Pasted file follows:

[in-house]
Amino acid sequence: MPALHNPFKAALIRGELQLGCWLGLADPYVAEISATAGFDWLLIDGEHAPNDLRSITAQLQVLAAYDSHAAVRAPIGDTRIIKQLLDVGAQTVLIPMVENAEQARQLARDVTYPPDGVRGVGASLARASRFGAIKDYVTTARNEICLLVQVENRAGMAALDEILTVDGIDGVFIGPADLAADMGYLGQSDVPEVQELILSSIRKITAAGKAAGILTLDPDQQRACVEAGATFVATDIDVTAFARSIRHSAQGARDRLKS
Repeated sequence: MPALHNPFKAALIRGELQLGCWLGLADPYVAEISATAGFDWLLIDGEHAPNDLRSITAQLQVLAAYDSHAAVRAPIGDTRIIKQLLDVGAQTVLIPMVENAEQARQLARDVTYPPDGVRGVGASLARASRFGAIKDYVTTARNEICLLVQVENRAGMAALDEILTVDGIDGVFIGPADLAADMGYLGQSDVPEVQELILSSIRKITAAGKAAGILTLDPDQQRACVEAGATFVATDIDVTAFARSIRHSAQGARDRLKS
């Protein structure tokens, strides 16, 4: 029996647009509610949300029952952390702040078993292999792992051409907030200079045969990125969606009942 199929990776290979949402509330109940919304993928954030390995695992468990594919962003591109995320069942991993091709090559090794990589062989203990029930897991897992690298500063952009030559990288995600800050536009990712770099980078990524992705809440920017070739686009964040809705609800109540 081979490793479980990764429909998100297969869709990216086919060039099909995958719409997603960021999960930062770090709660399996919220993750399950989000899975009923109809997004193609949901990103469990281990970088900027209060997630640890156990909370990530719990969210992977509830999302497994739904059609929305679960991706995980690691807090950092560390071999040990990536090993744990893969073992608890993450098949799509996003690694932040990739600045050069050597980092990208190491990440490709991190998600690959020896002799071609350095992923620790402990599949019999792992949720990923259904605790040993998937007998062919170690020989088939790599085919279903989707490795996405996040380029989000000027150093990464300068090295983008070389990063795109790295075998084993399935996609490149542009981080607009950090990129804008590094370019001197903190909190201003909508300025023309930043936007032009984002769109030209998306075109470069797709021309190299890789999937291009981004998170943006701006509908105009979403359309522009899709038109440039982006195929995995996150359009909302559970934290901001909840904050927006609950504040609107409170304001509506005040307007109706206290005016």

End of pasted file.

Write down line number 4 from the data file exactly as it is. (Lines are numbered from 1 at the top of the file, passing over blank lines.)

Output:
């Protein structure tokens, strides 16, 4: 029996647009509610949300029952952390702040078993292999792992051409907030200079045969990125969606009942 199929990776290979949402509330109940919304993928954030390995695992468990594919962003591109995320069942991993091709090559090794990589062989203990029930897991897992690298500063952009030559990288995600800050536009990712770099980078990524992705809440920017070739686009964040809705609800109540 081979490793479980990764429909998100297969869709990216086919060039099909995958719409997603960021999960930062770090709660399996919220993750399950989000899975009923109809997004193609949901990103469990281990970088900027209060997630640890156990909370990530719990969210992977509830999302497994739904059609929305679960991706995980690691807090950092560390071999040990990536090993744990893969073992608890993450098949799509996003690694932040990739600045050069050597980092990208190491990440490709991190998600690959020896002799071609350095992923620790402990599949019999792992949720990923259904605790040993998937007998062919170690020989088939790599085919279903989707490795996405996040380029989000000027150093990464300068090295983008070389990063795109790295075998084993399935996609490149542009981080607009950090990129804008590094370019001197903190909190201003909508300025023309930043936007032009984002769109030209998306075109470069797709021309190299890789999937291009981004998170943006701006509908105009979403359309522009899709038109440039982006195929995995996150359009909302559970934290901001909840904050927006609950504040609107409170304001509506005040307007109706206290005016």